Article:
Tasuku Honjo & James Allison share the 2018 Nobel Prize in Physiology or Medicin. Photo: Wikimedia CommonsOn Monday October 1st the Nobel Prize in Physiology or Medicine 2018 was awarded jointly to James P. Allison and Tasuku Honjo for their discovery of cancer therapy by inhibition of negative immune regulation – a discovery the Nobel Assembly at Karolinska Institutet said has “revolutionized cancer treatment and has fundamentally changed the way we view how cancer can be managed”.
Commenting on the prize, CEO of Alligator Bioscience, Per Norlén, said:
“James Allison’s and Tasuku Honjo’s pioneering research has truly transformed the management of cancer, establishing an entirely new cornerstone of cancer therapy and sparking a research revolution into how our own immune systems can be harnessed to fight disease.
Our work at Alligator Bioscience would not be possible without their research. Since the first immunotherapeutic drug, the CTLA-4 antibody Yervoy, was approved for patients in 2011, cancer researchers all over the world remain focused on developing more effective therapies that can orchestrate the body’s natural defences to fight cancer while minimising the often severe side effects.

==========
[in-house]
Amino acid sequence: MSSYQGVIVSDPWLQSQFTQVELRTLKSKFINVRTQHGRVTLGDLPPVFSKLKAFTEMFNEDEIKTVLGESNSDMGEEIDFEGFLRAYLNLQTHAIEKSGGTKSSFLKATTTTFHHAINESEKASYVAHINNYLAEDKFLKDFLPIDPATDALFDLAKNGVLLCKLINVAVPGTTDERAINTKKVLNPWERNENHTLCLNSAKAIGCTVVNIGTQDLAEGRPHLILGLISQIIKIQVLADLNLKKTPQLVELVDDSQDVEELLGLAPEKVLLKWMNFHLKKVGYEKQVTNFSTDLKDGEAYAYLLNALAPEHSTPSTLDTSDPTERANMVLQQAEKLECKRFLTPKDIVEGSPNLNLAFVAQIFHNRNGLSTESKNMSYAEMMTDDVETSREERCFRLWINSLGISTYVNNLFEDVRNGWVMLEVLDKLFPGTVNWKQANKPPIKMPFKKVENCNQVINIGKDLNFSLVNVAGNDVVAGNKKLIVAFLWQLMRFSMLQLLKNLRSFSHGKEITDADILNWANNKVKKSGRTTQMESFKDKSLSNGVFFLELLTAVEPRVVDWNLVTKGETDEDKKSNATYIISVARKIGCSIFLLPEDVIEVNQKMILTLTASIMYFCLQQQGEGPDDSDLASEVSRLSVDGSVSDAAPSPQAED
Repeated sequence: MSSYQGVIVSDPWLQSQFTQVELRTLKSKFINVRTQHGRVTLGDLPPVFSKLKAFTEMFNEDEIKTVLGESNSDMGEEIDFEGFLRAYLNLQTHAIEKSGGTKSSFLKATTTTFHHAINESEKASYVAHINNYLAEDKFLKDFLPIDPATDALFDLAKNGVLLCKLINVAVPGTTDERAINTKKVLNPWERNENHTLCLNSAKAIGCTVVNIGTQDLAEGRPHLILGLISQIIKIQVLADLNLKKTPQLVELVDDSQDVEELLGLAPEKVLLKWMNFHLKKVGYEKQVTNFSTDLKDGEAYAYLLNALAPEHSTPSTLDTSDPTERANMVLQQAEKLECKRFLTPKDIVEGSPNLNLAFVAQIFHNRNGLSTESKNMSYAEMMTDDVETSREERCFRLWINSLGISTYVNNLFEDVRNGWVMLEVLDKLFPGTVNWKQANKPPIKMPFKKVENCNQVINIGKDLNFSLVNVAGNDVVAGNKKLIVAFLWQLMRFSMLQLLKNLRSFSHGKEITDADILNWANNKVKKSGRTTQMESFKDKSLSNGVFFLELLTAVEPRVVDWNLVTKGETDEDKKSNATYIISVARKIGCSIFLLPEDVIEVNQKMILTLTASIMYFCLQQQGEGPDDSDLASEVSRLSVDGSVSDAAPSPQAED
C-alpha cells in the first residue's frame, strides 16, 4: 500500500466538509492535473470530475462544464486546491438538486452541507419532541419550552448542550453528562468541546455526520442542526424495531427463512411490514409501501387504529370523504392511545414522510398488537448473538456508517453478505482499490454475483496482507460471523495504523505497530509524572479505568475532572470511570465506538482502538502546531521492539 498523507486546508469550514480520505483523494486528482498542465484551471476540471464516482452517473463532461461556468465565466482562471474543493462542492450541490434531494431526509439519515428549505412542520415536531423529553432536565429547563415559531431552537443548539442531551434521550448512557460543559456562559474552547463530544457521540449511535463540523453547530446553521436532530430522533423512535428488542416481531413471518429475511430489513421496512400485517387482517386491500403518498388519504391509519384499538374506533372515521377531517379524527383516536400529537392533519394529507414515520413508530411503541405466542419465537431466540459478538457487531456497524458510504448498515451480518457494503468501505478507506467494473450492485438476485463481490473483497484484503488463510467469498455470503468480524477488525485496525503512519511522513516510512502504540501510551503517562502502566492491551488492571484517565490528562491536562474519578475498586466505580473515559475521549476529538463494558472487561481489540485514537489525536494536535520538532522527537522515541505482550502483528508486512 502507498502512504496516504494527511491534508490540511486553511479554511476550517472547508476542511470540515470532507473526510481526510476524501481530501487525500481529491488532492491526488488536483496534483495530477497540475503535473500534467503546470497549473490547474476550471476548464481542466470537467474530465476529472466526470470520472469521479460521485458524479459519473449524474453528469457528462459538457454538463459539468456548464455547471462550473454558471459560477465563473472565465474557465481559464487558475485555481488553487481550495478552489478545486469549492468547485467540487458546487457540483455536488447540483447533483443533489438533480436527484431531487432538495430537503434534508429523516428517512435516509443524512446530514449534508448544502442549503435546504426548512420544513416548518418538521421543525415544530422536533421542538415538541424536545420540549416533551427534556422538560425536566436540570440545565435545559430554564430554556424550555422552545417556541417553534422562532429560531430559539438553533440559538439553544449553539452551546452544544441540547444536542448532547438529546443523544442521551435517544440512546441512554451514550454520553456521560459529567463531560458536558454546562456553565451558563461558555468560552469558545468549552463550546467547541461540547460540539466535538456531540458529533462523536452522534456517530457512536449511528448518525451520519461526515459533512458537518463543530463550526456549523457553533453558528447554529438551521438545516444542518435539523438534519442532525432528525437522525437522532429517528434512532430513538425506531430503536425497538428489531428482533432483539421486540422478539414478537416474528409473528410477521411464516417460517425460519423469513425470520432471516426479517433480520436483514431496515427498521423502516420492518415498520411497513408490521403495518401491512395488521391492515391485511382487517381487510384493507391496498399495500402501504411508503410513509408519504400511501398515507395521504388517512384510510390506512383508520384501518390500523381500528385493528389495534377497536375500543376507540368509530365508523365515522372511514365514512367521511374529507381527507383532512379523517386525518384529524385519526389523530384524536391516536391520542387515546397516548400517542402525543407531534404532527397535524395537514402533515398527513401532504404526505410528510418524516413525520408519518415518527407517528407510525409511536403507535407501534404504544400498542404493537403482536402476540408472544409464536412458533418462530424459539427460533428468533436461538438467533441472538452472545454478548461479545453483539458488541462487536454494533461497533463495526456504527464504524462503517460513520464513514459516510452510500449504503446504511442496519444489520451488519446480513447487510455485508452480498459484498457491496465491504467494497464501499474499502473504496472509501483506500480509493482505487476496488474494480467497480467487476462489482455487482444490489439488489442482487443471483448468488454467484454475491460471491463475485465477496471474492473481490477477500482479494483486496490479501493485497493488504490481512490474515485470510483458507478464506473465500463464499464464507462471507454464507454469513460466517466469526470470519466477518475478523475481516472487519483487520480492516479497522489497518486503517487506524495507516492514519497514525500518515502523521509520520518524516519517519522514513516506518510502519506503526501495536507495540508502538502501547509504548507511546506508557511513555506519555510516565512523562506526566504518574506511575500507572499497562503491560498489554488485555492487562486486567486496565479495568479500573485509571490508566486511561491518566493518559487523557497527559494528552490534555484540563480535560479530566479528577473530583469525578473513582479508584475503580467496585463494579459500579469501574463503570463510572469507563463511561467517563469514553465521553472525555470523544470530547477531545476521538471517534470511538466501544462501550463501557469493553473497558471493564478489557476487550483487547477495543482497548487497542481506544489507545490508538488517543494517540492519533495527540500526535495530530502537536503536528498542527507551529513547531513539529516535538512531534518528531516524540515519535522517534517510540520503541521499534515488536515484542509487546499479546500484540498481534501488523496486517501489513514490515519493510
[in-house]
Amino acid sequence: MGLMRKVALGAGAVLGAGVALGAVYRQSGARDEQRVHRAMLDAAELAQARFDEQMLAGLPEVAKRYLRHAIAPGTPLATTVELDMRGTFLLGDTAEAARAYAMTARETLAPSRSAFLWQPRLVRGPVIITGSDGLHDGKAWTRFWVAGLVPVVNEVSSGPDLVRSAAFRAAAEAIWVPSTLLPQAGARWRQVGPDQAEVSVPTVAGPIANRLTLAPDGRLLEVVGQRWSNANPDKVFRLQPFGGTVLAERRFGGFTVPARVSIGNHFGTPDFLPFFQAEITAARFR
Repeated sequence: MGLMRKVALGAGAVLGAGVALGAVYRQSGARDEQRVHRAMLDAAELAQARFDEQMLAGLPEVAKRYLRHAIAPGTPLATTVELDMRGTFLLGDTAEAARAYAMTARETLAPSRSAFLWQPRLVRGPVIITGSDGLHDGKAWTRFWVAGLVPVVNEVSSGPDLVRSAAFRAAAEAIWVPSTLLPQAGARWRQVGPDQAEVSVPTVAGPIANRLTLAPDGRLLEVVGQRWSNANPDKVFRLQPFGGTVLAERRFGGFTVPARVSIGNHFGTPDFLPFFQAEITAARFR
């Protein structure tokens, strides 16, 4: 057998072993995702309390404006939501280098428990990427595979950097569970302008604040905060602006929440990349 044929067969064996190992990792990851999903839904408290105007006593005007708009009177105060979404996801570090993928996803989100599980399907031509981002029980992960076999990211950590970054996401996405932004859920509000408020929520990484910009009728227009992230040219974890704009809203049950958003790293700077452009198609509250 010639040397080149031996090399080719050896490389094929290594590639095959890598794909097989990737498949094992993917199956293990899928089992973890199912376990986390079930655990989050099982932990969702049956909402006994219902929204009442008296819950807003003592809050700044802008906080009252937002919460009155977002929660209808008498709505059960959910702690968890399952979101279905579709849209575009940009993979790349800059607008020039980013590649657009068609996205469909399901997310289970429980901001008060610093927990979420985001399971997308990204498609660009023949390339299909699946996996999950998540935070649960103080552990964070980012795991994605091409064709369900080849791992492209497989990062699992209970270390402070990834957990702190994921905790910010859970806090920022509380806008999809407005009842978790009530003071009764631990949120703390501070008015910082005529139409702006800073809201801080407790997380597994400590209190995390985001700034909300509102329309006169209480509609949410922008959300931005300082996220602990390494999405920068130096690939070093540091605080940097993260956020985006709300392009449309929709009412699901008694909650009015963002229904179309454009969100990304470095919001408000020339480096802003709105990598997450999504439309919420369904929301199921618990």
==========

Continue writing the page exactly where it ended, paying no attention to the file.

I am proud that Alligator is building on the immunotherapy principles once established by Allison and Honjo. In particular, our bispecific drug candidate ATOR-1015, which is a next-generation CTLA-4 immuno-oncology agent, is born out of Allison’s pioneering discovery.
We are thankful for the commitment of these two scientists and to the transformation they have brought to cancer research and to patients living with cancer. Their discovery has paved the way for improved therapies for this devastating disease.”